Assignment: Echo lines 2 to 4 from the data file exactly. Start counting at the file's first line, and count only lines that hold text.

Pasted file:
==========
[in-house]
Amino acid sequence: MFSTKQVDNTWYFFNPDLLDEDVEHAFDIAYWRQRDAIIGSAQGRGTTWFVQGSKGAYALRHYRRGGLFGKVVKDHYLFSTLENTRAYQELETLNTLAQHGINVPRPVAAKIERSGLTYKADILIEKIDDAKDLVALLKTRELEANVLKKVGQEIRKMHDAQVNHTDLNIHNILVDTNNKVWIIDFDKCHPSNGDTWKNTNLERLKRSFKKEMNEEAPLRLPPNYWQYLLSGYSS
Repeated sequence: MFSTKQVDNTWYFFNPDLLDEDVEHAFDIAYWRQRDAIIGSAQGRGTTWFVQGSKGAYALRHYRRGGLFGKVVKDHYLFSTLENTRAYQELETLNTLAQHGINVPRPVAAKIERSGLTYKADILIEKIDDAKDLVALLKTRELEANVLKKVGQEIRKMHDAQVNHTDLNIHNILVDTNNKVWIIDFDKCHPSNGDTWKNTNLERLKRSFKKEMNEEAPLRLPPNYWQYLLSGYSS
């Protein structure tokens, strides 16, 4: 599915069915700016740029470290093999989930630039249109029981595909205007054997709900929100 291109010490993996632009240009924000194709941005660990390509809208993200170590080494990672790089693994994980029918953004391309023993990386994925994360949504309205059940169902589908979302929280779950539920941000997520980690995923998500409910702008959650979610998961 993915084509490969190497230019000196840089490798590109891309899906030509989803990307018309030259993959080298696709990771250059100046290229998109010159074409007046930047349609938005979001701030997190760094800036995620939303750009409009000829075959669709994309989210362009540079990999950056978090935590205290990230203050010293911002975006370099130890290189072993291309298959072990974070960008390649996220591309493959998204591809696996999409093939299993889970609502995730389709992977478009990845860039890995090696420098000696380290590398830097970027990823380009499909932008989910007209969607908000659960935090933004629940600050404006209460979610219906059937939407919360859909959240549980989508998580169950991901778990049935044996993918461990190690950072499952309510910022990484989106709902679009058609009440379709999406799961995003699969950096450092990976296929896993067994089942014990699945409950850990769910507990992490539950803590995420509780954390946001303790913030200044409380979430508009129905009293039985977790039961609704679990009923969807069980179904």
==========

Amino acid sequence: MFSTKQVDNTWYFFNPDLLDEDVEHAFDIAYWRQRDAIIGSAQGRGTTWFVQGSKGAYALRHYRRGGLFGKVVKDHYLFSTLENTRAYQELETLNTLAQHGINVPRPVAAKIERSGLTYKADILIEKIDDAKDLVALLKTRELEANVLKKVGQEIRKMHDAQVNHTDLNIHNILVDTNNKVWIIDFDKCHPSNGDTWKNTNLERLKRSFKKEMNEEAPLRLPPNYWQYLLSGYSS
Repeated sequence: MFSTKQVDNTWYFFNPDLLDEDVEHAFDIAYWRQRDAIIGSAQGRGTTWFVQGSKGAYALRHYRRGGLFGKVVKDHYLFSTLENTRAYQELETLNTLAQHGINVPRPVAAKIERSGLTYKADILIEKIDDAKDLVALLKTRELEANVLKKVGQEIRKMHDAQVNHTDLNIHNILVDTNNKVWIIDFDKCHPSNGDTWKNTNLERLKRSFKKEMNEEAPLRLPPNYWQYLLSGYSS
């Protein structure tokens, strides 16, 4: 599915069915700016740029470290093999989930630039249109029981595909205007054997709900929100 291109010490993996632009240009924000194709941005660990390509809208993200170590080494990672790089693994994980029918953004391309023993990386994925994360949504309205059940169902589908979302929280779950539920941000997520980690995923998500409910702008959650979610998961 993915084509490969190497230019000196840089490798590109891309899906030509989803990307018309030259993959080298696709990771250059100046290229998109010159074409007046930047349609938005979001701030997190760094800036995620939303750009409009000829075959669709994309989210362009540079990999950056978090935590205290990230203050010293911002975006370099130890290189072993291309298959072990974070960008390649996220591309493959998204591809696996999409093939299993889970609502995730389709992977478009990845860039890995090696420098000696380290590398830097970027990823380009499909932008989910007209969607908000659960935090933004629940600050404006209460979610219906059937939407919360859909959240549980989508998580169950991901778990049935044996993918461990190690950072499952309510910022990484989106709902679009058609009440379709999406799961995003699969950096450092990976296929896993067994089942014990699945409950850990769910507990992490539950803590995420509780954390946001303790913030200044409380979430508009129905009293039985977790039961609704679990009923969807069980179904």